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Phuket, still a haven for holidaymakers . . . and a vital link to speed recovery

Phuket, Safe Half of Amazing, Blazing Thailand

Thursday, May 20, 2010
News Analysis

AMAZING, blazing Thailand. Bangkok and some 23 northern provinces are today still under a state of emergency, with concern about the extent of a red uprising that lit up landmark buildings yesterday.

Yet on Phuket and around the Andaman region, paradise remains picture-perfect. Tourists breakfast in five-star resorts and contemplate a day lounging by the pool, riding an elephant or tripping to a coral reef.

Today there are two Thailands, separate in terms of safety and security, but united by pain and uncertainty.

For Phuket, now Thailand's safest city as well as its only truly secure tourist centre, the prospect of what part it can play in the recovery of the whole country should be firm in the minds of authorities on the island, and in Bangkok.

Keeping the tourism industry going must be a top priority. Without tourism, which accounts for the jobs by some estimates of one in five Thais and much of its foreign currency, the country will slump into a politically-induced recession.

Despite the frightening images from Bangkok and beyond, the Land of Smiles remains a welcoming place on Phuket and the neighboring provinces of Phang Nga and Krabi.

This is not the message being delivered by a brace of intensifying travel alerts from Britain, Australia, Canada and other countries. According to the travel alerts, all of Thailand is a no-go no-no.

Nonsense.

Thousands of tourists who have come to Phuket on board direct flights could tell their nervous governments there are two Thailands.

To ignore this duality increases the chances of well-meaning alerts being ignored in future, and of prolonging Thailand's misery.
Phuket Stays Safe, Says Island's Police Chief
UPDATE Police numbers are down because of reinforcements being sent to Bangkok, but Phuket remains a safe place for residents and tourists, says the island's chief of police.
Phuket Stays Safe, Says Island's Police Chief

MediaWATCH: Red Dawn Over Thailand, Counting the Cost of Chaos
Phuket News UPDATE Torched Bangkok awakes; Pondering Thailand's future; Counting the cost of chaos; Thaksin rejects violence but warns of rising anger. Phuket Events
MediaWATCH: Red Dawn Over Thailand, Counting the Cost of Chaos

Phuket Flights Cancelled, Travel Alerts Bite
News Analysis Thai Airways cuts flights between Phuket and Bangkok as passenger arrival and departure figures drift lower, towards a desolate June.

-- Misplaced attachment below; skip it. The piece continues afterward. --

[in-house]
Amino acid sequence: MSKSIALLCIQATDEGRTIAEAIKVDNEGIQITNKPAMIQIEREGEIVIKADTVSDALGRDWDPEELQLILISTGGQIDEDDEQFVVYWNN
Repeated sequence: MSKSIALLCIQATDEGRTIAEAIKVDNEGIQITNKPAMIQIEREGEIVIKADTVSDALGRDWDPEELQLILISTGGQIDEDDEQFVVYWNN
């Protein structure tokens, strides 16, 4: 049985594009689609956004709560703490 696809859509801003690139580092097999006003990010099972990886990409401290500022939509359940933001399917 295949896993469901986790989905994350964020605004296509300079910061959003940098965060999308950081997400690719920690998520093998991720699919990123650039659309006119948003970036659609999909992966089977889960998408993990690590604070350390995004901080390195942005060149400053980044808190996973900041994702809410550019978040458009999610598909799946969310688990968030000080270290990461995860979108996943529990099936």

Phuket Flights Cancelled, Travel Alerts Bite

LIVE UPDATE Looters, Arsonists Loose; Curfew in Bangkok Extended to 21 Provinces; Central World, Stock Exchange Set Ablaze by Mobs; Thaksin Blamed for Tragedy
LIVE UPDATE Thaksin blamed; Central World, Stock Exchange set on fire; Bangkok curfew extends to 21 provinces.
LIVE UPDATE Looters, Arsonists Loose; Curfew in Bangkok Extended to 21 Provinces; Central World, Stock Exchange Set Ablaze by Mobs; Thaksin Blamed for Tragedy

Comments

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Phuket is safe..so far and we hope it stays this way...but like what happens with anarchy it can spread..these red shirt terrorists that are burning and ravaging Thailand don't care...Let's hope they stay away from PHUKET...

Posted by barka on May 20, 2010 09:13

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Dear Friend ... is this true? Phuket is still safe..as i plan to visit Phuket with my kids in the second week of June ... I am worried but after reading your article I am a little confident ... so you think it is wise of us to travel?

Editor: There are no signs that the trouble will reach Phuket and many tourists here are enjoying their holidays as usual. While the situation is uncertain, violence on Phuket seems unlikely.

Posted by gitta on May 20, 2010 09:17

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I appreciate Phuket is safe right now, but claiming it as "Thailand's safest city as well as its only truly secure tourist centre" is a bit unfair on other resorts like Koh Samui, Koh Lanta etc. They are safe, too.

And a lot of people's livelihoods depend on tourists visiting those places. If you were SamuiWan.com you'd be claiming Samui was Thailand's only truly secure tourist centre.